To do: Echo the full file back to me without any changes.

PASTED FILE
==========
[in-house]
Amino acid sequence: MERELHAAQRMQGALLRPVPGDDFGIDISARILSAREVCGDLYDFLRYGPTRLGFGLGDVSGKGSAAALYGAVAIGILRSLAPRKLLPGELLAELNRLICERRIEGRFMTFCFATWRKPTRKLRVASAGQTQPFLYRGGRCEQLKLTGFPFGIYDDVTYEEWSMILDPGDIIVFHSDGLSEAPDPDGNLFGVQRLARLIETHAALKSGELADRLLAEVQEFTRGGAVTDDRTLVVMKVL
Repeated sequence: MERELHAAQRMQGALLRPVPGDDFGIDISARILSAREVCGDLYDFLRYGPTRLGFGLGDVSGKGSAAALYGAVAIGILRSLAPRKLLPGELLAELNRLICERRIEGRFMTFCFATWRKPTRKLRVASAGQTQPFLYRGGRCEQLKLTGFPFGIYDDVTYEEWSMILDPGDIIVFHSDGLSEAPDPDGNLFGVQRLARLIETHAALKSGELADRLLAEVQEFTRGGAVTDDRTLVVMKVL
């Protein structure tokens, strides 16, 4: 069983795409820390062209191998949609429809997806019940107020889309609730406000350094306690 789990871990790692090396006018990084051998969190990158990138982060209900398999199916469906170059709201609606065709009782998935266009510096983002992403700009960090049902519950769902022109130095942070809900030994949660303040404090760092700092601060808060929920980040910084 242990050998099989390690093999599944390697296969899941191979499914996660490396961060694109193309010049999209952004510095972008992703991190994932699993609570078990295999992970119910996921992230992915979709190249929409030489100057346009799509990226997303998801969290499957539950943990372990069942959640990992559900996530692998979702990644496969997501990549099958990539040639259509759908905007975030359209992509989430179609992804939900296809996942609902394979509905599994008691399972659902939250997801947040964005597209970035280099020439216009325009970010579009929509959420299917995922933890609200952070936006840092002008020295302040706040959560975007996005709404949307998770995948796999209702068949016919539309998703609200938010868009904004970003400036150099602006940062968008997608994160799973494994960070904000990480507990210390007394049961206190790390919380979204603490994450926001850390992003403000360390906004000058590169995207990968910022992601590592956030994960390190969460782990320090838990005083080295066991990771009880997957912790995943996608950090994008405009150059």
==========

[in-house]
Amino acid sequence: MERELHAAQRMQGALLRPVPGDDFGIDISARILSAREVCGDLYDFLRYGPTRLGFGLGDVSGKGSAAALYGAVAIGILRSLAPRKLLPGELLAELNRLICERRIEGRFMTFCFATWRKPTRKLRVASAGQTQPFLYRGGRCEQLKLTGFPFGIYDDVTYEEWSMILDPGDIIVFHSDGLSEAPDPDGNLFGVQRLARLIETHAALKSGELADRLLAEVQEFTRGGAVTDDRTLVVMKVL
Repeated sequence: MERELHAAQRMQGALLRPVPGDDFGIDISARILSAREVCGDLYDFLRYGPTRLGFGLGDVSGKGSAAALYGAVAIGILRSLAPRKLLPGELLAELNRLICERRIEGRFMTFCFATWRKPTRKLRVASAGQTQPFLYRGGRCEQLKLTGFPFGIYDDVTYEEWSMILDPGDIIVFHSDGLSEAPDPDGNLFGVQRLARLIETHAALKSGELADRLLAEVQEFTRGGAVTDDRTLVVMKVL
């Protein structure tokens, strides 16, 4: 069983795409820390062209191998949609429809997806019940107020889309609730406000350094306690 789990871990790692090396006018990084051998969190990158990138982060209900398999199916469906170059709201609606065709009782998935266009510096983002992403700009960090049902519950769902022109130095942070809900030994949660303040404090760092700092601060808060929920980040910084 242990050998099989390690093999599944390697296969899941191979499914996660490396961060694109193309010049999209952004510095972008992703991190994932699993609570078990295999992970119910996921992230992915979709190249929409030489100057346009799509990226997303998801969290499957539950943990372990069942959640990992559900996530692998979702990644496969997501990549099958990539040639259509759908905007975030359209992509989430179609992804939900296809996942609902394979509905599994008691399972659902939250997801947040964005597209970035280099020439216009325009970010579009929509959420299917995922933890609200952070936006840092002008020295302040706040959560975007996005709404949307998770995948796999209702068949016919539309998703609200938010868009904004970003400036150099602006940062968008997608994160799973494994960070904000990480507990210390007394049961206190790390919380979204603490994450926001850390992003403000360390906004000058590169995207990968910022992601590592956030994960390190969460782990320090838990005083080295066991990771009880997957912790995943996608950090994008405009150059």